The fourth leading cause of preventable death in the United States, alcohol abuse affects almost every organ in the body including the brain, eyes, heart, nerves, kidneys and other vital organs. Alcohol abuse has been linked to many mental disorders such as anxiety, schizophrenia and personality disorders. It has also been linked to genetics and studies have shown that identical twins have a higher concordance for drinking behavior than fraternal twins. Other causes for alcoholism include environmental factors including poor parent-child relationships and peer pressure.
Genes linked to alcoholism identified
In a study released in the November 2015 issue of Molecular Psychiatry, researchers at the University of Texas at Austin identified a library of genes that are directly linked to alcoholism. For decades, researchers have known that alcoholism is a hereditable disease, even though the location of the specific genetic loci has not been determined. So how did the researchers locate these genes?
Scientists compared the brains from alcoholics and nonalcoholics and analyzed the patterns of the genetic codes from the brain tissue of these individuals. In alcoholics, a specific set of genes was discovered that was absent in non-alcoholics. They were able to locate these genes by using a special high technology that focuses on the bioinformatics of RNA sequencing. RNA is genetic material that is made from the DNA, the building blocks of the genetic code. Locating these specific genes in alcoholics can hopefully lead to the development of drugs to target these genes and to prevent or cure alcoholism in these individuals. Currently, there are only three drugs approved by the Food and Drug Administration to help treat alcoholism, and none of these drugs act on the genetic loci or actually work to end the addiction cycle.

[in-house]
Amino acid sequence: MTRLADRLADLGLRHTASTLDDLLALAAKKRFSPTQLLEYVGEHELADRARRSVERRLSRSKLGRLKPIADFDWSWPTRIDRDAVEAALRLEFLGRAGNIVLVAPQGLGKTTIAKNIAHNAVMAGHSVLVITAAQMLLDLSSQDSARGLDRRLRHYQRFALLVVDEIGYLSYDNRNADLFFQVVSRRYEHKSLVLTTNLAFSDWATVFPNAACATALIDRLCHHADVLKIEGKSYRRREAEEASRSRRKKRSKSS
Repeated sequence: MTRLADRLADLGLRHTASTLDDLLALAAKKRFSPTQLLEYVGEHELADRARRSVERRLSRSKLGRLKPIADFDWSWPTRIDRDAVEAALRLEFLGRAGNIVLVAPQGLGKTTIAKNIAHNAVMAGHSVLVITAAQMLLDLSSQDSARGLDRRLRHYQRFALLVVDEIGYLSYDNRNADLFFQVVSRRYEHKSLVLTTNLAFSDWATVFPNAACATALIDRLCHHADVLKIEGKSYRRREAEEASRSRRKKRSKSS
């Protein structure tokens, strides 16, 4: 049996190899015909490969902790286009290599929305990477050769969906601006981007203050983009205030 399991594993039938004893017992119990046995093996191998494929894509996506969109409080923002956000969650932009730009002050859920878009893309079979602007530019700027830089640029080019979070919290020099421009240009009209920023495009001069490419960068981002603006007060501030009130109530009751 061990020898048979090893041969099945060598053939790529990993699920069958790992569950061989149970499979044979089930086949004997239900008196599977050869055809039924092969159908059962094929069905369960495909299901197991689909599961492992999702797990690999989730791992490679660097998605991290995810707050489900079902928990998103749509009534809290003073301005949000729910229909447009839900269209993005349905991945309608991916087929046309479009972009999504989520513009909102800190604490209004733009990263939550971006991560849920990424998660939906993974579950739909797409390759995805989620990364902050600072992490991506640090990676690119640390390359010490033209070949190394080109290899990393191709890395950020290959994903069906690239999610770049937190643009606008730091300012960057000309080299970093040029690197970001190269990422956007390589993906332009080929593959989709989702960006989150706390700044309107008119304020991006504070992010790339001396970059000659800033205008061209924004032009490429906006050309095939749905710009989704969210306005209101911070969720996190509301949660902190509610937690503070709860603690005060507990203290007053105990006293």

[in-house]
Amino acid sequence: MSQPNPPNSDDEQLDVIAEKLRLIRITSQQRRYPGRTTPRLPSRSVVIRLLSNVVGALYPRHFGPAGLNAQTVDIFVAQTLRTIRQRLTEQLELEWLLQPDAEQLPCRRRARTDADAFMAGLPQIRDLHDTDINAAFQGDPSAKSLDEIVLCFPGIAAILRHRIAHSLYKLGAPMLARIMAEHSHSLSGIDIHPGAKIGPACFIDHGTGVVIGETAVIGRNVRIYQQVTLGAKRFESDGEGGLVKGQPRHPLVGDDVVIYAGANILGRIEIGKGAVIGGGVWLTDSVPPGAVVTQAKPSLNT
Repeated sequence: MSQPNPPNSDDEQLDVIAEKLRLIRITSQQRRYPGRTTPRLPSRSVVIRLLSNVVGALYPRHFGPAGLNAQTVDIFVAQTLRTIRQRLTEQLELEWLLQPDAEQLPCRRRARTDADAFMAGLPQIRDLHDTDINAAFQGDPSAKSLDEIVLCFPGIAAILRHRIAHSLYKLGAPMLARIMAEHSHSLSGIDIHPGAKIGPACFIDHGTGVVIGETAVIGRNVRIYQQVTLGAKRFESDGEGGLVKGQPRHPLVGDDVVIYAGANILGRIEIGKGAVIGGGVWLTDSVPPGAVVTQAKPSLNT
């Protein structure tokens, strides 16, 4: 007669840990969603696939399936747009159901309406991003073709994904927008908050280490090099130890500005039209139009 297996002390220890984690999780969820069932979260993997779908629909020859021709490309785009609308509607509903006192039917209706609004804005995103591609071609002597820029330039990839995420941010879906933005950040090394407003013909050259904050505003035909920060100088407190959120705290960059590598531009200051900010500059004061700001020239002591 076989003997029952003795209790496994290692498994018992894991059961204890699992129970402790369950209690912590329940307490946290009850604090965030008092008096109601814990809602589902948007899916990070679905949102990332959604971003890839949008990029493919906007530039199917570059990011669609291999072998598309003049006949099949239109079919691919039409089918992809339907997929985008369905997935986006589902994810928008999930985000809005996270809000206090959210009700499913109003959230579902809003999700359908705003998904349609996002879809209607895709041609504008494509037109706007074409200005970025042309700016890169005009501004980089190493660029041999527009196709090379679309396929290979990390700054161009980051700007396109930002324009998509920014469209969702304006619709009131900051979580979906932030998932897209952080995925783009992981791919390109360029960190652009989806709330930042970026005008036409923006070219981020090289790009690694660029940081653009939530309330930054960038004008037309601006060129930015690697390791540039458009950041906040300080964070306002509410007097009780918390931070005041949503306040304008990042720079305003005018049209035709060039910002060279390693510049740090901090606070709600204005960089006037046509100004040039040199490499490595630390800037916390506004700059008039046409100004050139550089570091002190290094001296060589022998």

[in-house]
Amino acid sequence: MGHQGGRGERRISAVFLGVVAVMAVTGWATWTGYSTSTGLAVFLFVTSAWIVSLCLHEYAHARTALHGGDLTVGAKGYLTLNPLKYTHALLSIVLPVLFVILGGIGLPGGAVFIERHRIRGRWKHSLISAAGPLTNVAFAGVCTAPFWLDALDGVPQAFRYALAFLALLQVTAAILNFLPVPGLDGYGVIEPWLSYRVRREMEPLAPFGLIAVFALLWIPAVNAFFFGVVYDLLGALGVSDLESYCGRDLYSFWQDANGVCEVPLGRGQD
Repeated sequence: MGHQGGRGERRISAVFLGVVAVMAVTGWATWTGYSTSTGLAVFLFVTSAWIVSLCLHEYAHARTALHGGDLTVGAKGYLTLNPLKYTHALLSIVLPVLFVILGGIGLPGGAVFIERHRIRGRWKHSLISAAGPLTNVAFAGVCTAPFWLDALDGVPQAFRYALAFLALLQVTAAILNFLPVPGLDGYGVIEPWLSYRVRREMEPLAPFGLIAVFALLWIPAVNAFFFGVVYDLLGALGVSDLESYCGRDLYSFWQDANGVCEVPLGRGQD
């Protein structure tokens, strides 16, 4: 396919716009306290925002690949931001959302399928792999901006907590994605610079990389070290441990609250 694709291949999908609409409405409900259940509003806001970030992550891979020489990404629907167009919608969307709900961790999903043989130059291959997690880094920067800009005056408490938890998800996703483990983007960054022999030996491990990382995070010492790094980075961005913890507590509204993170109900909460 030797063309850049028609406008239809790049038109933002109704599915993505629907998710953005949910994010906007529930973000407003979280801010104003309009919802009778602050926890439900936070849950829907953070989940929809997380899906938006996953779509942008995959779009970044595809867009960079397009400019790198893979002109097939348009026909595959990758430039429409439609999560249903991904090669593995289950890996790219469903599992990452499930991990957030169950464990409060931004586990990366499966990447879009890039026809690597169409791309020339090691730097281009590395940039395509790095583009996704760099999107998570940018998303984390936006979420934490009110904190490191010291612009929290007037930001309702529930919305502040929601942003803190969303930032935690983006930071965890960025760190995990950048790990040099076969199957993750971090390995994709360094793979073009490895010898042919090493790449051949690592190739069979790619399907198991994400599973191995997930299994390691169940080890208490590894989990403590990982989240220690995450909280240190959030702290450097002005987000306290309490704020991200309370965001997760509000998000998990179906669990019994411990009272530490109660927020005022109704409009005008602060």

What this finding could mean
“We hope our model can serve as a type of Wikipedia of alcohol dependence, helping to break down the complexities of alcohol dependence and becoming a reference for future research into drug therapies,” said Sean Farris, lead author of the study who is a postdoctoral fellow at Waggoner Center.
“The identification of genetic factors and networks in the brains of alcoholics gives drug researchers more information to work from and may one day allow for better screenings to evaluate a person’s risk factors for alcohol dependence, possibly even before the onset of heavy drinking,” according to a University of Texas press release.
Kristen Fuller, M.D., is a senior staff writer at the Sovereign Health Group and enjoys writing about evidence-based topics in the cutting-edge world of medicine. She is a physician and author, who also teaches, practices medicine in the urgent care setting and contributes to medicine board education. She is also an outdoor and dog enthusiast. For more information and other inquiries about this article, contact the author at firstname.lastname@example.org.